Tuesday, October 14, 2008

Mrs. Born vindicated

Long Term Capital Management was a hedge fund established in 1994 with over a bilion dollars in capital and controlled assets of over 100 billion dollars in its heyday. It had two Nobel-prize winning economists on its board. And yet it suffered huge losses and had to fold up, with its capital wiped out by losses, in early 2000.

Did anyone have a clue, at that time, that this was possible? The answer is no, but a qualified no. Because LTCM was heavily into derivatives and as far back as in 1997, Mrs. Brooksley Born, then head of the CFTC , warned in congressional testimony that unregulated trading in derivatives was a serious threat to the regulated economy and could bring about its downfall and asked for greater transparency.

George Soros is on record saying that he avoids derivatives as he does not really understand them. Warren Buffet, five years back, called them weapons of mass financial destruction.

But, Mr. Greenspan still has unshakable faith in those. His argument is that it is not the derivatives themselves but a lack of integrity in the financial community which has brought about the current crisis. According to him, those peddling derivatives were not as reliable as “the pharmacist who fills the prescription ordered by our physician.”

But then Alan Greenspan was the one who has fought against regulating this sector for as long as one can remember. He was instrumental in getting Mrs. Born silenced in 1997 and eventually getting rid of her. He has been telling every congressional committee trying to put reins on a wild west type derivatives market that it would be a mistake to regulate those 'highly specialized' markets and to let the specialists do their work without any government supervision or stifling regulation. And look where that has brought the world's financial system to, on the verge of collapse.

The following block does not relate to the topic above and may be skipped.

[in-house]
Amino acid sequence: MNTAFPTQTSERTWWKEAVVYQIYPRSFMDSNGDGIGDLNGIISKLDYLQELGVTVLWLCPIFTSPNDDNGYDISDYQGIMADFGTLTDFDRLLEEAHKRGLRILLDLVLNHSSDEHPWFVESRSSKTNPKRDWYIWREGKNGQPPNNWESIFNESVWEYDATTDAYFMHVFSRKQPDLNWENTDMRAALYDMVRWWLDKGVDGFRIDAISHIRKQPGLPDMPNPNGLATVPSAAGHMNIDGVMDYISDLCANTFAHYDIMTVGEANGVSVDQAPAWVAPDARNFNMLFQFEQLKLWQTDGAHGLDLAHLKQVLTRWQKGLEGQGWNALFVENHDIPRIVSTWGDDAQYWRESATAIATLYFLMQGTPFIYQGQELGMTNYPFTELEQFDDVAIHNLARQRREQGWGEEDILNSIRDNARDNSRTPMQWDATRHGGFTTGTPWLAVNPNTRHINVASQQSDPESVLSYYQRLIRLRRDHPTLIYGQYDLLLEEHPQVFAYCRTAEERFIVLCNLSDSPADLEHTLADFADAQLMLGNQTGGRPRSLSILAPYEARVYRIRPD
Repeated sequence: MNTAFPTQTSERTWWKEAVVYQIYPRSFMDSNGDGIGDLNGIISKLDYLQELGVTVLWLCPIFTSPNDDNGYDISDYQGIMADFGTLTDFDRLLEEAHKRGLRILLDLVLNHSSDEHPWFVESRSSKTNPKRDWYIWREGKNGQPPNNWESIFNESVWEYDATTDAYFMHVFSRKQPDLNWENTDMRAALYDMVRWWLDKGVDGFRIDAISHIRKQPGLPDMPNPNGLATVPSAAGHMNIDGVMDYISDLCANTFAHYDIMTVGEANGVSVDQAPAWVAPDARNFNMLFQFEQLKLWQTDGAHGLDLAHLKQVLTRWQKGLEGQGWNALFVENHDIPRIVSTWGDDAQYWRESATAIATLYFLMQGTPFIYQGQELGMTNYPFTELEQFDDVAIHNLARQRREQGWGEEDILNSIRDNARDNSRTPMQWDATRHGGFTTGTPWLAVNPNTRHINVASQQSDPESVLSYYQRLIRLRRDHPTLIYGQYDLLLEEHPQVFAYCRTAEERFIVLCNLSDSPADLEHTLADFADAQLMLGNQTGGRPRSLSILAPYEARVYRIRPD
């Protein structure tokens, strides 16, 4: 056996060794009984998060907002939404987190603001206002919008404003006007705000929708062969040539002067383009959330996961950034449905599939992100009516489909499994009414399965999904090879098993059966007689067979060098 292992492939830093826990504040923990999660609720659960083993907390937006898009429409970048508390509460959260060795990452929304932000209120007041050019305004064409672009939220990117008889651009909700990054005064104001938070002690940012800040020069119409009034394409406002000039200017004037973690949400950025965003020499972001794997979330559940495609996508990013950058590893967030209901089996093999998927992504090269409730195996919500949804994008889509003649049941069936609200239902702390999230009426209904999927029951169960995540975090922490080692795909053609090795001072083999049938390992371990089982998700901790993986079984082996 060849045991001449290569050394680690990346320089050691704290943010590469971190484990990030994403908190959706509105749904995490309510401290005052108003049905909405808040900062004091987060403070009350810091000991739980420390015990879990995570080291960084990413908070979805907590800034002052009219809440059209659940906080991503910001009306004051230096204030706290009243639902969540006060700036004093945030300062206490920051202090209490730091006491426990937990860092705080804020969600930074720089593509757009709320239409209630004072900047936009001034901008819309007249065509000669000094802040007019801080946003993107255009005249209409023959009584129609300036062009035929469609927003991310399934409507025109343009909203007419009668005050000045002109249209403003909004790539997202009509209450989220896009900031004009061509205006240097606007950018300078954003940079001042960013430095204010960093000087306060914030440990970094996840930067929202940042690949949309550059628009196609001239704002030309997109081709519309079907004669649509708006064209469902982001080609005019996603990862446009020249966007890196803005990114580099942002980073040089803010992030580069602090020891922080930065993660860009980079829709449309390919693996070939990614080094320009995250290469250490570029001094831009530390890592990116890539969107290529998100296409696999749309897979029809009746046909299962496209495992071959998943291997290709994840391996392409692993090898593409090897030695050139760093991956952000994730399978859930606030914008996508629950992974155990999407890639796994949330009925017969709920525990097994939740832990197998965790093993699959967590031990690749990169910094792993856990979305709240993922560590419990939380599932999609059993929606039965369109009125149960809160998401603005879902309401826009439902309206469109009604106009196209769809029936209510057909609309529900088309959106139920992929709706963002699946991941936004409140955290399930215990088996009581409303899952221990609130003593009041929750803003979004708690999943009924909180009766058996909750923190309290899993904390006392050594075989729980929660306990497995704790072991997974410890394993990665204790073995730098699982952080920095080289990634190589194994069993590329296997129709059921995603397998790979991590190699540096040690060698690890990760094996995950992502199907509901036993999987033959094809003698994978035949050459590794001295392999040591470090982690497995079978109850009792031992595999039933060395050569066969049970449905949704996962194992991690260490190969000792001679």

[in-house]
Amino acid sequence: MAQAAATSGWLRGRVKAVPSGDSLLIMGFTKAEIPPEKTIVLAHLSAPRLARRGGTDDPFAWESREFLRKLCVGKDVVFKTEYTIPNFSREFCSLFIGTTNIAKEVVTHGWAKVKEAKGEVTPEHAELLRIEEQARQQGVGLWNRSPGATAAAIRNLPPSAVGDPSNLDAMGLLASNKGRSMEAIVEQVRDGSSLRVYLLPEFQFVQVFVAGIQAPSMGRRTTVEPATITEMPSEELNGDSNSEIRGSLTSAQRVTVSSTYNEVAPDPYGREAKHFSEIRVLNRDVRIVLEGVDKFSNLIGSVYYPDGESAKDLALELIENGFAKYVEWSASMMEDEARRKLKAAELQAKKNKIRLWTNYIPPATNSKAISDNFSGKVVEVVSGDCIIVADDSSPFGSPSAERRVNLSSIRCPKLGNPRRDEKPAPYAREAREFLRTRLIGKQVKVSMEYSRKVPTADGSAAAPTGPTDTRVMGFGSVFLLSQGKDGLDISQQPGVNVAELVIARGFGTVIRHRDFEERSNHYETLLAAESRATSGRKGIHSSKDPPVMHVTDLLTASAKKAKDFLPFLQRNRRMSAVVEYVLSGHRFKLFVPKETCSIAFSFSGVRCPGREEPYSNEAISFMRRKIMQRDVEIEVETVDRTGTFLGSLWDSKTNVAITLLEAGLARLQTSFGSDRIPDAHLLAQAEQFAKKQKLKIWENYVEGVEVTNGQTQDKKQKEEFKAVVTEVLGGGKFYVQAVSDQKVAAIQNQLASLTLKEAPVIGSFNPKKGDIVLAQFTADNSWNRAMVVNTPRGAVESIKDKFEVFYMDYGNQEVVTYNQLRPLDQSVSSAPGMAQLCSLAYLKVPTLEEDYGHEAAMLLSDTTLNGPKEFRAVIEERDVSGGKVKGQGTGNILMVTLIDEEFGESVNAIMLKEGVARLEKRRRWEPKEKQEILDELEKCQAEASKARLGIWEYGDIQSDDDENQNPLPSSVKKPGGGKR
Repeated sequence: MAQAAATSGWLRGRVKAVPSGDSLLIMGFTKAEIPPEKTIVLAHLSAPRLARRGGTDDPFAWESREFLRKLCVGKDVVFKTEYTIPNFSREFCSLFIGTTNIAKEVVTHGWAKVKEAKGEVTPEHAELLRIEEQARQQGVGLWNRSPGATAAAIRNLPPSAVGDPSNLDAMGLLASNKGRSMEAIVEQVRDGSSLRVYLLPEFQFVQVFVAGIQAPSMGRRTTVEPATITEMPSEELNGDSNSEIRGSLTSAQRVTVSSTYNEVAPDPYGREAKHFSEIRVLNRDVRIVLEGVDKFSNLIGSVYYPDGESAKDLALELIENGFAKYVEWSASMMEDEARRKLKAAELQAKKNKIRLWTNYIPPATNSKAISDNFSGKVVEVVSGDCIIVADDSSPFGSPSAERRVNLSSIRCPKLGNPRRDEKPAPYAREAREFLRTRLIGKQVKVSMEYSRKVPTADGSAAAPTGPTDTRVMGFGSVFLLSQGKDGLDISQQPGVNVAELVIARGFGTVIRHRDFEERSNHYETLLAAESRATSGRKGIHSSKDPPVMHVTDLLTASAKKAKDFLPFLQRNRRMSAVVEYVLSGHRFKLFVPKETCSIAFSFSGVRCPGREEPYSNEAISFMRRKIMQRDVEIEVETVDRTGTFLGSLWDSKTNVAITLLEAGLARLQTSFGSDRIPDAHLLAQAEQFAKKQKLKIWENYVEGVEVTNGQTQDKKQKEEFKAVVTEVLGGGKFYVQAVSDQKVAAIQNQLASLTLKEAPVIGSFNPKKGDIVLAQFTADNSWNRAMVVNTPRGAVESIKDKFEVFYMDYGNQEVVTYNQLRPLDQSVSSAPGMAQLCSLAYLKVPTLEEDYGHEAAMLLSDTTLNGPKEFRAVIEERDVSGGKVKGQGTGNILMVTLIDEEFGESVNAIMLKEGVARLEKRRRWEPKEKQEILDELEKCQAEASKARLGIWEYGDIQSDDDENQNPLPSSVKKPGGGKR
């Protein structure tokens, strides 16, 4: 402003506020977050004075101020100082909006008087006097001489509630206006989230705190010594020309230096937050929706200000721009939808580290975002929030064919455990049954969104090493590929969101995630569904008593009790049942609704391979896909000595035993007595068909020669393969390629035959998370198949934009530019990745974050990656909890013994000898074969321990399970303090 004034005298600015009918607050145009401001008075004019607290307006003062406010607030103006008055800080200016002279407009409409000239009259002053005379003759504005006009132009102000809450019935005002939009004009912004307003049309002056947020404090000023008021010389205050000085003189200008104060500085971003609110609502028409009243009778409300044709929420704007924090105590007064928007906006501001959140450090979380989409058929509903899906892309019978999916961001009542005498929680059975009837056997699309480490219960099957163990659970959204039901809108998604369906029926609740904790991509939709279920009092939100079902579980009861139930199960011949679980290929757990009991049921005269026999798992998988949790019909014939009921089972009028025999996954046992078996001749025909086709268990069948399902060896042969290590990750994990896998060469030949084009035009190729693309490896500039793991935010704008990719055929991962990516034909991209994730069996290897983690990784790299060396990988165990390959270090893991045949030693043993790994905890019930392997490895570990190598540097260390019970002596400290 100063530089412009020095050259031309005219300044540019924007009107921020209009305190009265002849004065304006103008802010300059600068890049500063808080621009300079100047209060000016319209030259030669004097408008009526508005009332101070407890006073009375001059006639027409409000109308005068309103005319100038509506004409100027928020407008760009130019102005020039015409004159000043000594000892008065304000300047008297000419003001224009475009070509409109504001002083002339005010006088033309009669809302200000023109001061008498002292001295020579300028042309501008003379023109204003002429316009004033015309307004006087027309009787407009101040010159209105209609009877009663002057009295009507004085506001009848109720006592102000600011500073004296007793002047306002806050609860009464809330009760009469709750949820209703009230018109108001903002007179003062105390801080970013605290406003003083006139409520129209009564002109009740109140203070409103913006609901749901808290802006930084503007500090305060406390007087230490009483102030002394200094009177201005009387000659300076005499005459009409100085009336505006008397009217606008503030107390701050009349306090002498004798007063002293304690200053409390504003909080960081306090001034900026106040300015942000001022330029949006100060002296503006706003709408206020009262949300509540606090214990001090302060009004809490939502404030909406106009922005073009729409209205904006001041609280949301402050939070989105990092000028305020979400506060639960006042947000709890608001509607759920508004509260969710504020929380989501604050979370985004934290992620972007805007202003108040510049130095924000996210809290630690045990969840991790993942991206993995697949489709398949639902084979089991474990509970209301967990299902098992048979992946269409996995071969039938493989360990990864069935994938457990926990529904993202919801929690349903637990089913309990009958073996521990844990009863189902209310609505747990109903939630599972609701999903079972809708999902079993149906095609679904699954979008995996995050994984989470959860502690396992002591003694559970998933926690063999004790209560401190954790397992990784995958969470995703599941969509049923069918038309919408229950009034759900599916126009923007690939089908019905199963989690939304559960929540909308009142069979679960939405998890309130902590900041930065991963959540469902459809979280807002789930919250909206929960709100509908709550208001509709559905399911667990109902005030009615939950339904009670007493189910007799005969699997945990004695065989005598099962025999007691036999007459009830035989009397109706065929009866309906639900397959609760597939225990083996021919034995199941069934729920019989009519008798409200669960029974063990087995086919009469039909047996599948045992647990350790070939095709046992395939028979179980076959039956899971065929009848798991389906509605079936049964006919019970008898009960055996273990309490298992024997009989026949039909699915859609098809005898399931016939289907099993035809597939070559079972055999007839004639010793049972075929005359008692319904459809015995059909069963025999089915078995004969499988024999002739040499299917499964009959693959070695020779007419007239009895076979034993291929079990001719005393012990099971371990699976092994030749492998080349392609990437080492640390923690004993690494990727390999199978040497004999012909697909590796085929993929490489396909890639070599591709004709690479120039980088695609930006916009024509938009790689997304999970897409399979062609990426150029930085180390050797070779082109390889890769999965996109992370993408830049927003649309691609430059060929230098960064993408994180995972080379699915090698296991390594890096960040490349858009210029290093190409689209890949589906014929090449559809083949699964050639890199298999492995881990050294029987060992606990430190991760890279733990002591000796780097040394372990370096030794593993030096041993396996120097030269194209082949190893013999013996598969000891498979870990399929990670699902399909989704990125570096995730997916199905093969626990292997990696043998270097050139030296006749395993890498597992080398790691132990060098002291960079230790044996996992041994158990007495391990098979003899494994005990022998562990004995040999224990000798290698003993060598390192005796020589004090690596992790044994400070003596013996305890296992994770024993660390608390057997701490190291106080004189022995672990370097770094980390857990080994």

In hindsight, had Mrs. Brooksley Born's warnings been listened to, back in 1997, and proper regulatory mechanisms put in place then, we wouldn't be facing this financial turbulence now.

1 comment:

Vinod_Sharma said...

You sure understand the subject better than me. The meltdown has forced people to call for greater government control. I think that is fundamentally a bad idea because the government is made up by people who are otherwise no different but who quickly manage to increase their importance and wealth without assuming responsibility and accountability. And there is no end to this process which winds up killing enterprise eventually.

Perhaps better self regulation is the answer with some serious penalties, not golden parachutes for greedy executives.